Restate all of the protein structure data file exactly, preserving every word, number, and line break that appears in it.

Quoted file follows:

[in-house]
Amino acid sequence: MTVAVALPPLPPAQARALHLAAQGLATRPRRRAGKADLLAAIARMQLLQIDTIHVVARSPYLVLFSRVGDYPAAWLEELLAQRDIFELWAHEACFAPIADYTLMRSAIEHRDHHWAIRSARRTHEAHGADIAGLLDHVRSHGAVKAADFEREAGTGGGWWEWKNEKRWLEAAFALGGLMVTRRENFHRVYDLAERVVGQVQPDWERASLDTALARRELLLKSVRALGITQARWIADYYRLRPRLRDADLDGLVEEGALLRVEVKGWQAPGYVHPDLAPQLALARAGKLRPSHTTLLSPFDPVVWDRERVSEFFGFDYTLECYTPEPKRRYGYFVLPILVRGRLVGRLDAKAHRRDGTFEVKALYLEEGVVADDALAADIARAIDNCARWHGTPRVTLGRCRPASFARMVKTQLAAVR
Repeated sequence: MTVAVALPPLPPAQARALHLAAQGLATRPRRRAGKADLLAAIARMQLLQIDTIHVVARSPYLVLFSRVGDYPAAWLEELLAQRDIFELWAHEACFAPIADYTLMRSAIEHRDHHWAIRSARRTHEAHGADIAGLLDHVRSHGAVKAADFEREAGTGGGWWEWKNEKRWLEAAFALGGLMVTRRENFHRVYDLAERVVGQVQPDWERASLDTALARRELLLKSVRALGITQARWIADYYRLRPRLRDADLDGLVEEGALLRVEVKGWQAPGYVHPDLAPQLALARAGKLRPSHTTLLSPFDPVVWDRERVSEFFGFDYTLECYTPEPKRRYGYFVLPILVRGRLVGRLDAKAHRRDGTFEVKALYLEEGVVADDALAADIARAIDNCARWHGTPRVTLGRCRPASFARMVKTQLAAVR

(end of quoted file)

[in-house]
Amino acid sequence: MTVAVALPPLPPAQARALHLAAQGLATRPRRRAGKADLLAAIARMQLLQIDTIHVVARSPYLVLFSRVGDYPAAWLEELLAQRDIFELWAHEACFAPIADYTLMRSAIEHRDHHWAIRSARRTHEAHGADIAGLLDHVRSHGAVKAADFEREAGTGGGWWEWKNEKRWLEAAFALGGLMVTRRENFHRVYDLAERVVGQVQPDWERASLDTALARRELLLKSVRALGITQARWIADYYRLRPRLRDADLDGLVEEGALLRVEVKGWQAPGYVHPDLAPQLALARAGKLRPSHTTLLSPFDPVVWDRERVSEFFGFDYTLECYTPEPKRRYGYFVLPILVRGRLVGRLDAKAHRRDGTFEVKALYLEEGVVADDALAADIARAIDNCARWHGTPRVTLGRCRPASFARMVKTQLAAVR
Repeated sequence: MTVAVALPPLPPAQARALHLAAQGLATRPRRRAGKADLLAAIARMQLLQIDTIHVVARSPYLVLFSRVGDYPAAWLEELLAQRDIFELWAHEACFAPIADYTLMRSAIEHRDHHWAIRSARRTHEAHGADIAGLLDHVRSHGAVKAADFEREAGTGGGWWEWKNEKRWLEAAFALGGLMVTRRENFHRVYDLAERVVGQVQPDWERASLDTALARRELLLKSVRALGITQARWIADYYRLRPRLRDADLDGLVEEGALLRVEVKGWQAPGYVHPDLAPQLALARAGKLRPSHTTLLSPFDPVVWDRERVSEFFGFDYTLECYTPEPKRRYGYFVLPILVRGRLVGRLDAKAHRRDGTFEVKALYLEEGVVADDALAADIARAIDNCARWHGTPRVTLGRCRPASFARMVKTQLAAVR